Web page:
South America Top 5 Countdown
2. Rio de Janeiro, Brazil
God made the world in 6 days; and on the seventh, he made Rio – Brazilian saying
This is where it all began…my 2011 edition of the ‘Motorcycle Diaries’. I’ve been planning a South America trip – especially to Peru – for the past 3 years, and every year I ended up going elsewhere. Rio, or Brazil for that matter, wasn’t on my radar until I and a few friends started planning last year’s new year’s eve trip to New York. But when several circumstances changed at the same time, I figured the only place better than a NYE @ NYC is Rio. A friend had done the same a few years ago and guaranteed Rio had the best new year’s eve party in the world. Period. Besides, I figured I will be attending either the world cup or the olympics in Rio, so might as well do a trial run first 🙂
My vacation could not have started at a better place! After enduring our Vancouver rain for almost a month, I was dying for the sunshine and beaches of Rio. And after only two days, the scorching sun gave me a tan I never thought I was capable of getting. But I wasn’t expecting the sheer beauty of the city, captured oh so well by the above Brazilian quote. Vancouver, my home and a world-class city on its own right, pales in comparison. The most amazing part of Rio was that it reminded me of so many places I’ve visited: New Zealand’s tropical flora and fauna; Beirut and Tel Aviv’s seawall and beaches; Vancouver’s double dose of the ocean and mountains; and finally, Dhaka’s poverty-stricken slums.
Yes, it was the slums – or favelas – where I decided to stay in Rio; to veer away from the usual touristy spots and experience something unique. Part of my trips always include volunteering, this time by giving my time for the youth of the favelas – the inhabitants of the largest slums in South America and perhaps the world. Obviously I had enough apprehension about staying there; I’d seen City of God, Wasteland, and countless other films documenting the extremes of Rio and specifically the dangers of the favela culture.
But what I experienced couldn’t be farther from danger. Intrigue, yes – for one had to turn a corner to find some dude with a machine gun dealing drugs in broad daylight and in public. And if you were lucky enough to not get shot, scores of motorbikes whizzing by would surely kill you if you weren’t paying attention. But that’s where a sense of humor is important. One guy offered to take my picture holding his machine gun, for 50 reyas. And for 100, he could take me to the top of the mountain and give me a rocket launcher! He claimed it was a popular choice for tourists’ facebook profile pic. Yeah, that would definitely put me in a bunch of lists I wouldn’t want to be part of!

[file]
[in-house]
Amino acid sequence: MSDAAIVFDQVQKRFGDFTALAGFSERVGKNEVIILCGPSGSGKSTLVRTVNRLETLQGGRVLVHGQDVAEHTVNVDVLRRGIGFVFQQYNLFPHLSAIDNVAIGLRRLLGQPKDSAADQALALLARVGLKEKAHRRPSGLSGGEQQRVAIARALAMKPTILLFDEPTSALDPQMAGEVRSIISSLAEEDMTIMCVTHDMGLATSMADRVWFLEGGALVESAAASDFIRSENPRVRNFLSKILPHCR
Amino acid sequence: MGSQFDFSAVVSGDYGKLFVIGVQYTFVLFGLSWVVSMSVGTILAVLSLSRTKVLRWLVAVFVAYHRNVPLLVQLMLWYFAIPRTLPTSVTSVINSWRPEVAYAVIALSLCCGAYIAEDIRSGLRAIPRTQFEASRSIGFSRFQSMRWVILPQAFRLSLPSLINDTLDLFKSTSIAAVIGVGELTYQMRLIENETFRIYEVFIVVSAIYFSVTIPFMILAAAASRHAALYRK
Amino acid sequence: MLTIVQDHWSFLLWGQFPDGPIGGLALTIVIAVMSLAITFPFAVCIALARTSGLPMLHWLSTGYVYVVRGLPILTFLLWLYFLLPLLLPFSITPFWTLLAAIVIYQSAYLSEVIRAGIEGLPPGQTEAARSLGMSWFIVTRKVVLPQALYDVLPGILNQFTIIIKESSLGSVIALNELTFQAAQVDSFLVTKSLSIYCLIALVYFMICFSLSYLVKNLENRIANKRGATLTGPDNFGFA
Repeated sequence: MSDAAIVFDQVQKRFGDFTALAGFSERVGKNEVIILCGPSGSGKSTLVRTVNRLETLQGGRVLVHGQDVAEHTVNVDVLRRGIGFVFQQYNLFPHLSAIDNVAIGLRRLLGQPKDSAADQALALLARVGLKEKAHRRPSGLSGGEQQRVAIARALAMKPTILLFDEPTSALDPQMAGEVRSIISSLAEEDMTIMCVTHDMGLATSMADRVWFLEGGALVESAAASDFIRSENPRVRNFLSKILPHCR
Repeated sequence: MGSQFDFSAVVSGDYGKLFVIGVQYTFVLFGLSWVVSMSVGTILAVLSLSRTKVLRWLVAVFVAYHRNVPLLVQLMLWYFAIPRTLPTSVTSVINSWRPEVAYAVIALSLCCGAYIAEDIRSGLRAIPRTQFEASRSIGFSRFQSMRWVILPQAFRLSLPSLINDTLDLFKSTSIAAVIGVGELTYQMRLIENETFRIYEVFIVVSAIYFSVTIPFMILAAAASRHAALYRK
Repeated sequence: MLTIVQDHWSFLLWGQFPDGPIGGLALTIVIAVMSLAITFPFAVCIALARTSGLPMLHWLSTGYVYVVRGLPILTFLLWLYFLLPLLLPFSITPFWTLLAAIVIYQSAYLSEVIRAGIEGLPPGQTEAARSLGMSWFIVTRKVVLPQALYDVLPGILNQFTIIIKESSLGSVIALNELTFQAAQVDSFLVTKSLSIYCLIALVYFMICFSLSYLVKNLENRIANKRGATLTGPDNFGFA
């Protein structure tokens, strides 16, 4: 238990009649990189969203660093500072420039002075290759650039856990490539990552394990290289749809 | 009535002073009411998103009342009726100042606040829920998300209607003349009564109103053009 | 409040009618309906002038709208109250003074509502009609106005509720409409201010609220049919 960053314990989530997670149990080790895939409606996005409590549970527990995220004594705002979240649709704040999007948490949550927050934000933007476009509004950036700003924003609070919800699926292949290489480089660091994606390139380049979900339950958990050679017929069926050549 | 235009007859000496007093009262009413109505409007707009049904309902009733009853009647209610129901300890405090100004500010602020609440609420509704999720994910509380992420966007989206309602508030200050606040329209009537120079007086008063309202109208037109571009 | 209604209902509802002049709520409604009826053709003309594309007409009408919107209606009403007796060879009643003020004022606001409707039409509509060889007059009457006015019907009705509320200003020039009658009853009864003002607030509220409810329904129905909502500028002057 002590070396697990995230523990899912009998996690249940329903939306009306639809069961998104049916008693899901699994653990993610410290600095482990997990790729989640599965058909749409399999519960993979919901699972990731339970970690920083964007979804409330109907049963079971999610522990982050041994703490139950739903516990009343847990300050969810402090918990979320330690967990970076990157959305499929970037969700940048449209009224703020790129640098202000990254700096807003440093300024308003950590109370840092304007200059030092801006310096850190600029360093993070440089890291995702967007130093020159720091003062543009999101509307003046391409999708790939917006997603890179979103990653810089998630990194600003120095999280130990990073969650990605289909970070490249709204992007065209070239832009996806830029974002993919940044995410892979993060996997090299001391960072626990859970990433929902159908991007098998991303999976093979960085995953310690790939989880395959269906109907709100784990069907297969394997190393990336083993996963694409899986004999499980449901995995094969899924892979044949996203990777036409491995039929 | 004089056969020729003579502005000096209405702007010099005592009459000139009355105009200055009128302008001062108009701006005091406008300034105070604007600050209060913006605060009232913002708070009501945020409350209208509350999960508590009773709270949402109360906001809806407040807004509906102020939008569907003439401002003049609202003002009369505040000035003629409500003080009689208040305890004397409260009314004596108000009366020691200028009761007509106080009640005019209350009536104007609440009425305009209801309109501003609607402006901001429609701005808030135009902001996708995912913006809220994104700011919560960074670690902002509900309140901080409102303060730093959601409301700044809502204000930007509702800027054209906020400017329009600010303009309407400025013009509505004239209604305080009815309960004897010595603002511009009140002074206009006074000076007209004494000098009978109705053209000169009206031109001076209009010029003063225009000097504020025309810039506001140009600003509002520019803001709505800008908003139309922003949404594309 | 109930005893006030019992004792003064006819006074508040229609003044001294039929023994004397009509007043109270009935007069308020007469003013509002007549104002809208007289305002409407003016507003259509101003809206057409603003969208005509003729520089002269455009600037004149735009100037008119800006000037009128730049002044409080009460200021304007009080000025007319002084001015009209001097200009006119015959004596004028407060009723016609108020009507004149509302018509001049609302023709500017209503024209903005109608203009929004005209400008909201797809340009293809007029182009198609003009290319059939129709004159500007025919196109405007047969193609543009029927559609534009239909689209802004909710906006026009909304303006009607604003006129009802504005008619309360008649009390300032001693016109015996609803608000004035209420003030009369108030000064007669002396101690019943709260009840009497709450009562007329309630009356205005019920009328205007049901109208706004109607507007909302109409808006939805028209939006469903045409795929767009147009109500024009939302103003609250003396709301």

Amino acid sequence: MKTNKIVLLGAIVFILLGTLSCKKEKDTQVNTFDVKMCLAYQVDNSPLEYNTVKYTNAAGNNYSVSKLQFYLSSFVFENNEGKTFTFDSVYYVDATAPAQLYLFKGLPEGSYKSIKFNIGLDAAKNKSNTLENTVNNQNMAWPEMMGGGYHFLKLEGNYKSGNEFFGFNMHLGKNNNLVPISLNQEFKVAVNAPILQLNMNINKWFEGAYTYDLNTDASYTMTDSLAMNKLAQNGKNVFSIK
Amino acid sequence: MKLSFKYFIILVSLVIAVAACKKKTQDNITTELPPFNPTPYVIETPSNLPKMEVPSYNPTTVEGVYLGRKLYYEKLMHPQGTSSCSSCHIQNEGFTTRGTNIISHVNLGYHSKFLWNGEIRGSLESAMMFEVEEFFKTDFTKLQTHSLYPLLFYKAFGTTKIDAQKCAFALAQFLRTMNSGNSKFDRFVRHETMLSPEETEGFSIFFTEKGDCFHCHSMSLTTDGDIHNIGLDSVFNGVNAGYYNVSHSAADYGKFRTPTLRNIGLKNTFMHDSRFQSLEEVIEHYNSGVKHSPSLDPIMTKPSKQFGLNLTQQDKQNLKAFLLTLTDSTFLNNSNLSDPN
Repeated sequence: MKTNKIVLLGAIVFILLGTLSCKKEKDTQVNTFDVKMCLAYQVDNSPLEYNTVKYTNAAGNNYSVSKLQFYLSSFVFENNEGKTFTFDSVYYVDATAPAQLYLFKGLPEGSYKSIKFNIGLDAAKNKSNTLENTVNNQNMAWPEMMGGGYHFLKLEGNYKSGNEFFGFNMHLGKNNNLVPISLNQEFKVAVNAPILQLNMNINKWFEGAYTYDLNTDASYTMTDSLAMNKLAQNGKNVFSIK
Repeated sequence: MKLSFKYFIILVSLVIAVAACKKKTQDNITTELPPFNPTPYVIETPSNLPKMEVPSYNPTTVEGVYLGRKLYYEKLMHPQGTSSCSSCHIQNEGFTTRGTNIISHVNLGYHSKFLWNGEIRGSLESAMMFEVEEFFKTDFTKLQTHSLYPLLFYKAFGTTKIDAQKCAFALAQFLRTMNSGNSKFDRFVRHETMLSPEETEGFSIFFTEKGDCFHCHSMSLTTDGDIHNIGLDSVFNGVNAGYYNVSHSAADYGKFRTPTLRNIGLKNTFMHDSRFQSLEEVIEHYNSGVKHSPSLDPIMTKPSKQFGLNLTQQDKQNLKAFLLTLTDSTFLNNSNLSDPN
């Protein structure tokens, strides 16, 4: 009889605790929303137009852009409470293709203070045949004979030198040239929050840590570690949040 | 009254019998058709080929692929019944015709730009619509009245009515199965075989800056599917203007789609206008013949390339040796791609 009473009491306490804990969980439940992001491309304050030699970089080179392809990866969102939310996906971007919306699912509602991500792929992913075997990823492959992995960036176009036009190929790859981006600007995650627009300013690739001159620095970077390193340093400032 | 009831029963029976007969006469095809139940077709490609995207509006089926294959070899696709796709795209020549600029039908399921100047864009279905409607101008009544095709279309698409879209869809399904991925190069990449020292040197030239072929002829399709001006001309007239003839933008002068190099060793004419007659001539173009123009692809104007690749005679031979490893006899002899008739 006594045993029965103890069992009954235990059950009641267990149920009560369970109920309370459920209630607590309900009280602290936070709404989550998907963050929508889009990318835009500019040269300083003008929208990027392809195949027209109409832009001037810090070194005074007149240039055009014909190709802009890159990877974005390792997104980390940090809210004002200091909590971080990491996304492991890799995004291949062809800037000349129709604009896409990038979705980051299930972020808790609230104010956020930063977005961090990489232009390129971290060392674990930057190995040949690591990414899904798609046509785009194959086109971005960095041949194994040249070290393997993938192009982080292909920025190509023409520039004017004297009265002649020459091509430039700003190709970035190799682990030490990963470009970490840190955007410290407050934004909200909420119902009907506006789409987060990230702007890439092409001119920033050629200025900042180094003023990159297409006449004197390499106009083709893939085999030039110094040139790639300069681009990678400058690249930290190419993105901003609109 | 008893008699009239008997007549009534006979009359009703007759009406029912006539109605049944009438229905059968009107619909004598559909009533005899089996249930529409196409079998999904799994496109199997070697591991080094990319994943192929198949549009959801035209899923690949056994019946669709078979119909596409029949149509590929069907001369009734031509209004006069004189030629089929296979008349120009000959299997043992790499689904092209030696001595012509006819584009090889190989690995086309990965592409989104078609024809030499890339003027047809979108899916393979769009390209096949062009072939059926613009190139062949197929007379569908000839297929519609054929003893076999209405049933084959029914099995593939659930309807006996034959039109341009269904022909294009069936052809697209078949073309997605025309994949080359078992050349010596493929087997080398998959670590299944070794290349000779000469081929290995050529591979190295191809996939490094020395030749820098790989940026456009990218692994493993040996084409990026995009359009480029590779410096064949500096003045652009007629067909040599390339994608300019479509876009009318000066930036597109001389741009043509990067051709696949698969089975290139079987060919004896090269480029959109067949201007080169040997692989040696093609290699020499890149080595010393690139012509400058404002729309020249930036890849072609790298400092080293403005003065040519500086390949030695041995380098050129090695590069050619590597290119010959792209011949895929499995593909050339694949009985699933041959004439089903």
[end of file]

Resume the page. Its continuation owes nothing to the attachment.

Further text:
But in spite of all the stereotypes and negative media, the people of the favelas were very hospitable and friendly. And in spite of the harshness of their lives, they were extremely content and happy! The youth especially were full of potential and dreams, which made it even more difficult to grasp that most of them were destined for an endless cycle of crime, prostitution and poverty in a very class-based Rio society. Nowhere was this juxtaposition more evident than among the women – whereas the rest of Rio ran amok with designer clothing and plastic surgery, the simple yet humble women of the favelas sparkled with natural beauty, inside and out. Overall, one has to wonder how a little stroke of luck determines whether one’s born into a life of poverty or wealth (and the opportunities that come with them), given that the both dwell side by side in the same city, let alone another continent.
Because a ten minute walk from the favelas was Leblon, one of the most expensive neighborhoods of Rio, where I also got to stay for a few days. Close by was Ipanema beach, a far superior beach in my opinion than Copacabana. The latter is more famous, which means more run down, touristy and sometime even shady. The people jogging, strolling, and rollerblading the crisper seawalls of Ipanema were local, a more hip, crowd who loved live music and dancing along with a plethora of beach sports. I would regularly stop at a coconut stand to quench my unbelievable thirst and slurp the coconut which at times was my only meal of the day! But I could live on that stuff for days; in my broken Portuguese I’d walk up to a vendor and ask if I could buy a coconut stand, to which he’d reply, you mean a coconut, and to which I’d reply back…no, I mean a coconut stand! Hey, the price was good 🙂
Other highlights included the Cristo Redentor, Sugar Loaf, and my first ever hand-gliding experience (and I couldn’t have picked a better scenery in the world!). The culmination of my trip was of course new year’s eve of 2011. Thankfully I had some friends, both local and a few Americans, who guided me through the jungle of crowds in the evening. But whereas most of us think of Rio’s new year’s celebration as nothing but wild and crazy, it’s actually a very festive time for families to come together; where the beaches are completely covered in white shirts and dresses as a sign of a new and pure beginning. And what a beginning it was for me…to usher in the new year on a very high note full of amazing experiences and a greater awareness of one of the most amazing cultures in the world.